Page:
On paper, The 6th Friend sounds like it has the potential to be a slasher with a clever feminist angle to it. Six college girlfriends reunite at a cabin in the woods, after going through a horrific experience at a graduation party a few years prior, only to realize that the man who has haunted them since the party has come to murder them. It’s a simple enough slasher premise, with the possibility to upend some of the tropes of the slasher genre with an all-female cast, female writers, and a female director in Letia Clouston. It is unfortunate, then, that this film leans so heavily on these tropes, while also being nearly devoid of any scares, humor, or general logic.
The 6th Friend starts promisingly, with a flashback to the night that would change these women’s lives. We focus on Joey (Jamie Bernadette), who seems uneasy when a drug dealer is invited and shows up to the party with acid for all the women to take. A visually inventive drug sequence ensues, as we watch Joey taking in her surroundings, while the man puts on a sinister party mask and takes one of the women to the bedroom. The film then flashes forward to present day, where Joey is being driven by her friend Melissa (Chantelle Albers) to the cabin, where their other friends (Dominique Swain, Jessica Morris, Tania Nolan, and Monique Rosario) are waiting to party and collectively rid themselves of the trauma they experienced that fateful night. Joey is very reluctant, but Melissa promises that it will be good for all of them. (spoiler alert – it won’t). Sure enough, a figure in the same mask appears in the woods outside the cabin, with the intent to kill.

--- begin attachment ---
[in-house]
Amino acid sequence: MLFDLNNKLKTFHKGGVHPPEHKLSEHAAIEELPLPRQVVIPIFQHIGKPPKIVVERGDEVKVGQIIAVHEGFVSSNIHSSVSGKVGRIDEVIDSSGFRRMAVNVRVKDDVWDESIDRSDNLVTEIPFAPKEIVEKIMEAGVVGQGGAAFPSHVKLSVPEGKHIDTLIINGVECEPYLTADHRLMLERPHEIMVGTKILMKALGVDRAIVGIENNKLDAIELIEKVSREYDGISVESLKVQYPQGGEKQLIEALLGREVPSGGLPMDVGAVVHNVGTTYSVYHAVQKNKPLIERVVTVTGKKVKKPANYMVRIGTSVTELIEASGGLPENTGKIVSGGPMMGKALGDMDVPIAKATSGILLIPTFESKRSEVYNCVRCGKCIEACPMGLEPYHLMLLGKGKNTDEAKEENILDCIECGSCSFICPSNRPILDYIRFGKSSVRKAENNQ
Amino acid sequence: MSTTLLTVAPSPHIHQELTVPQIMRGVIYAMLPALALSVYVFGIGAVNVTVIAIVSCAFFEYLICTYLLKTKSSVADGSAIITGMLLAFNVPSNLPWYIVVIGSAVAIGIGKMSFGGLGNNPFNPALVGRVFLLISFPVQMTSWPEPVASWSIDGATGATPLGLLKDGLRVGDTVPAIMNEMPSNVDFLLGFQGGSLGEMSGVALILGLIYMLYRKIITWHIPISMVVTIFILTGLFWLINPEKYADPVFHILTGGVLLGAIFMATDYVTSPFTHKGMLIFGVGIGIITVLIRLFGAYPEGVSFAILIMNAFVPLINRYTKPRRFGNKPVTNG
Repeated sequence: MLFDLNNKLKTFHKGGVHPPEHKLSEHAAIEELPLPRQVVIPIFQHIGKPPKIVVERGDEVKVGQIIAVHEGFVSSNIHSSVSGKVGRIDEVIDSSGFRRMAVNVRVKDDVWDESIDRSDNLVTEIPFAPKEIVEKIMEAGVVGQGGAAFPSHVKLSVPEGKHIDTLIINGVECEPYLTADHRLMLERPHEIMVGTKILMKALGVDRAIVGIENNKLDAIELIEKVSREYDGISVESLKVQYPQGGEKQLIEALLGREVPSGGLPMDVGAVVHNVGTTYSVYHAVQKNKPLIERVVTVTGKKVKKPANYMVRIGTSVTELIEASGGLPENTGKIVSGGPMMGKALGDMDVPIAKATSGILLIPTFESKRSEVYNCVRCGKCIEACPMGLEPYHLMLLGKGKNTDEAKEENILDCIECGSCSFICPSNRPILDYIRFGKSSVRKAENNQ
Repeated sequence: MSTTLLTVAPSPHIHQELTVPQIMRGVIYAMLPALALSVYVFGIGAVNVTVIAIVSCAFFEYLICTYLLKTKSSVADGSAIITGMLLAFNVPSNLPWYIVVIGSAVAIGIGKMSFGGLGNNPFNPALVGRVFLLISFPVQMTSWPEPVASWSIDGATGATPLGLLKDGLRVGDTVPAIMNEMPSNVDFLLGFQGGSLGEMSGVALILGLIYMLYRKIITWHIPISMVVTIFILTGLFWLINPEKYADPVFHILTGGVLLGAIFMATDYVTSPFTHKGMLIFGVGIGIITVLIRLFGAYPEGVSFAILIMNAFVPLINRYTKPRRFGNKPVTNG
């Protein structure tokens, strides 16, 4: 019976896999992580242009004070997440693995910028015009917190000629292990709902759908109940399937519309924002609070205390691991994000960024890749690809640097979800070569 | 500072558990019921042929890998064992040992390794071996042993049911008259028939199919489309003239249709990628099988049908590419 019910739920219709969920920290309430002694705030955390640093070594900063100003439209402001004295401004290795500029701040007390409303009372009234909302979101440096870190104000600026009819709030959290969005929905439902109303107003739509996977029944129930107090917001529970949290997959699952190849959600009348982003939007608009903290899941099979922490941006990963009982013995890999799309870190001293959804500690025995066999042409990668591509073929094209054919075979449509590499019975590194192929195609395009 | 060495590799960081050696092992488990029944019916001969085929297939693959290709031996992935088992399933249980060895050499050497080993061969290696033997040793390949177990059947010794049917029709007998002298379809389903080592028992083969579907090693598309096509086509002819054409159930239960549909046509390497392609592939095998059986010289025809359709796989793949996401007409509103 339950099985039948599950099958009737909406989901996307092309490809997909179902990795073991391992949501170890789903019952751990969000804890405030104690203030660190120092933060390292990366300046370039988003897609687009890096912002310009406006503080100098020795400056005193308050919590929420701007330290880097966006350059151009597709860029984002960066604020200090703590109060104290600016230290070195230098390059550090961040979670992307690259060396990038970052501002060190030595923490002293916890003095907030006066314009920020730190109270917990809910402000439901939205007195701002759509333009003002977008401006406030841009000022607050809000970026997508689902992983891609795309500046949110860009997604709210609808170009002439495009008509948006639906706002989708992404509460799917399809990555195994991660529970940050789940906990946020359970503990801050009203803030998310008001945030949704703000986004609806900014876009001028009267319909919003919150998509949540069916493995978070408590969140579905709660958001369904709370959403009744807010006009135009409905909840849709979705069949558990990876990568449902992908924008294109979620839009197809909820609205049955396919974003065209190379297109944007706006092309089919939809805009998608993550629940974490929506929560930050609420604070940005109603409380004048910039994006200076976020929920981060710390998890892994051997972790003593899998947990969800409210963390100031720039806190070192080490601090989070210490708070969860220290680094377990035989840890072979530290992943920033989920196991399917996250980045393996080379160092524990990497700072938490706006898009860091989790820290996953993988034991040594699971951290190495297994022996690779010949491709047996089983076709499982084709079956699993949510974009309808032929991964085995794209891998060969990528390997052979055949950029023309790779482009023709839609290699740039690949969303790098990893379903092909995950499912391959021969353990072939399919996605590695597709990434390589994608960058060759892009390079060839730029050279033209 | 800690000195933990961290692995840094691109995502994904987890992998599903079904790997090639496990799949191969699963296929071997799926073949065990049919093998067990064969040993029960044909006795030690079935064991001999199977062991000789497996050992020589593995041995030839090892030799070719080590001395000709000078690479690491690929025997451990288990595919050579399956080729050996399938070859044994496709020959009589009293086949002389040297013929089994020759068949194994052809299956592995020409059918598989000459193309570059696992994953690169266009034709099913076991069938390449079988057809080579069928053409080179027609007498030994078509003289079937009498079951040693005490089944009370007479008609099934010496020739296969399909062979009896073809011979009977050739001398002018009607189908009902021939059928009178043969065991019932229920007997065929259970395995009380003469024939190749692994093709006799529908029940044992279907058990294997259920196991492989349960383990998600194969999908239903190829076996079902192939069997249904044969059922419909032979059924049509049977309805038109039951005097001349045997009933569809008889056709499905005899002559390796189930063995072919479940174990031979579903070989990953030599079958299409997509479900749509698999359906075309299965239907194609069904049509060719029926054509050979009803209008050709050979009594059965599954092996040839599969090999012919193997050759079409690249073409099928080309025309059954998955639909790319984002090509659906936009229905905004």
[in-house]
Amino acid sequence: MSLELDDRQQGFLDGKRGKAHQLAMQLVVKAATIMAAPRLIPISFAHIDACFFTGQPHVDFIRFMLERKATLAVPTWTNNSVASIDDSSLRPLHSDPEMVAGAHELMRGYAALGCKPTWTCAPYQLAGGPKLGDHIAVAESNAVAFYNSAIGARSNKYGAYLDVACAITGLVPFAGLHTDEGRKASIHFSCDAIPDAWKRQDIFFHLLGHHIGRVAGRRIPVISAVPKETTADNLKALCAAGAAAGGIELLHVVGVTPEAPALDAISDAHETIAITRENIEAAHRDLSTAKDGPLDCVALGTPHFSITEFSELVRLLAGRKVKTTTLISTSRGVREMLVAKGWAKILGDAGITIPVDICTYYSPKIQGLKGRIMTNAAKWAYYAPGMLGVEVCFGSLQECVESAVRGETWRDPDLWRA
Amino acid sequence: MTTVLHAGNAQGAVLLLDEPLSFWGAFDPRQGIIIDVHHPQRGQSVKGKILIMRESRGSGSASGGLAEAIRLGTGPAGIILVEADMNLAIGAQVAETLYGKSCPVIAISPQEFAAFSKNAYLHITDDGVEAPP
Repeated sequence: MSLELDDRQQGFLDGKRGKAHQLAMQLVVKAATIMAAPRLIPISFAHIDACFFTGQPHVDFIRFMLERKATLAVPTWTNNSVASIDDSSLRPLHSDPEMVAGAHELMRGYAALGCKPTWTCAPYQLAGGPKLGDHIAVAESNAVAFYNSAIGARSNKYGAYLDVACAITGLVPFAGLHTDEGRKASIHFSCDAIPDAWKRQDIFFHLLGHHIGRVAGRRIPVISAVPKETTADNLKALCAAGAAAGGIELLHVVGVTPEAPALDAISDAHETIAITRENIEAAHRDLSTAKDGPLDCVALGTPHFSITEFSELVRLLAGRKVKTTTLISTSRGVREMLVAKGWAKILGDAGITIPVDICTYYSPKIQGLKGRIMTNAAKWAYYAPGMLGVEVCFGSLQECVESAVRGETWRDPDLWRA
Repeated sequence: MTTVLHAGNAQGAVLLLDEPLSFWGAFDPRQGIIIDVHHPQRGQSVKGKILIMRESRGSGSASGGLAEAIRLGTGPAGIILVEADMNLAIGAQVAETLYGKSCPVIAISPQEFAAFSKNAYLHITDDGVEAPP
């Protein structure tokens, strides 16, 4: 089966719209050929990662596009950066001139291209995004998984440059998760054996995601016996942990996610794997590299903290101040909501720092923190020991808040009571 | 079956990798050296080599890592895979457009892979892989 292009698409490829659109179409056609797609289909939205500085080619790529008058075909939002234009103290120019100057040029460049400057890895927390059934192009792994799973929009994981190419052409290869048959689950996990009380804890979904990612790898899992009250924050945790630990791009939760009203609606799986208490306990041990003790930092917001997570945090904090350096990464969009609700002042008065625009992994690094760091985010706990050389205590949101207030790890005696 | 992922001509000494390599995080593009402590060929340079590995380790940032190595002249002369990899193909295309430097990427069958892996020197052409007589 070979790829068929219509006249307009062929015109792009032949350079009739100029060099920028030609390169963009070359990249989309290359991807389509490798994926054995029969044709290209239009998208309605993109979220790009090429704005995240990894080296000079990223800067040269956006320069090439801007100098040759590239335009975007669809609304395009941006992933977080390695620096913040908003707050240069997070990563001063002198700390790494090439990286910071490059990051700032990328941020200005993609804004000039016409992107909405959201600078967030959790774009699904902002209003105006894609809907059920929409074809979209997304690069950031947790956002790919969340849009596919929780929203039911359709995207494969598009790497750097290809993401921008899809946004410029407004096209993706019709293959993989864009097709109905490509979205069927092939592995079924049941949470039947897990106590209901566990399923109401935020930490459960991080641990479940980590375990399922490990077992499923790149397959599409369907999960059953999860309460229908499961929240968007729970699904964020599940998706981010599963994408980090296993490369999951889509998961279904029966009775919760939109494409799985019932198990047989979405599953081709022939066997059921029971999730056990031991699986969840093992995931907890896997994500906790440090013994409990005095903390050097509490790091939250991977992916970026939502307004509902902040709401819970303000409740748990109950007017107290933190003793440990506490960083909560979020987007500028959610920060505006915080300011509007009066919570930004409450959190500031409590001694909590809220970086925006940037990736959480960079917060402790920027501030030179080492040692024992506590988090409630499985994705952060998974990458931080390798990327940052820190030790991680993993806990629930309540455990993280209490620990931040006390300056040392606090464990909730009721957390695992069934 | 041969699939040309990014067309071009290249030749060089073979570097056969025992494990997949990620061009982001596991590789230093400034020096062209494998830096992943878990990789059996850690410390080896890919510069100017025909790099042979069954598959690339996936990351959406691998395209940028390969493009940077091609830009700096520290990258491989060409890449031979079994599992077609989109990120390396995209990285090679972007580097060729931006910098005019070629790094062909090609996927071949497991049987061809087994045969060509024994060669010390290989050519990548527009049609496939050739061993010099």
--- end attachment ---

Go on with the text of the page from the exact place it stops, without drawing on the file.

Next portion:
The film struggles to build up any suspense, mainly due to the fact that it takes nearly 40 minutes for anything to happen. We spend so much time watching these friends pal around and bounce off each other; in theory, these scenes should help me care about these women and their fates. But when the writing is not particularly clever or enlightening as to who these people are, it’s very hard to latch on to anyone. Bernadette (who also co-wrote with Clouston) gives the most nuanced performance as Joey; I actually believed her as a human being. The rest of the women don’t fare as well, particularly Chantelle Albers’s outrageously over-the-top Melissa and Dominique Swain’s comedic relief (which, partially thanks to the writing, almost never lands). One scene, where all the girls reveal that they have been haunted by the masked man in their separate lives, is the most compelling in the entire film. And yet, even that scene goes on for longer than necessary, diluting the film’s most potently dramatic moment.
Once the sixth friend arrives to terrorize these women, the film only gets slightly more interesting, but infinitely more baffling and ludicrous. Character reactions do not make any sense. One particular scene involving two of the women sees one of them having a noose thrown around her neck by the killer, while the other friend watches in shock before frantically trying to help; the killer merely steps out of frame and then seemingly disappears from the scene without a trace. It’s all staged and edited so awkwardly that I could not suspend my disbelief. The somewhat intriguing question of whether or not this killer is a supernatural force is seemingly only there to give the writers an excuse to write around the masked murderer practically teleporting from scene to scene, yet deliberately answers this posed question with a laughable third act reveal.
I was desperately hoping that The 6th Friend would be a refreshing feminist take on the slasher genre. Alas, it did not intrigue me with its laborious and plodding first half, and the horror of the second half inspired more laughs and genuine bewilderment than any shrieks of terror. If you’re a fan of Letia Clouston’s previous Lifetime Movie efforts and want to see her take on a darker story, by all means go for it. I wish I could get my 85 minutes back.
The 6th Friend is not rated and is in select theaters this Friday.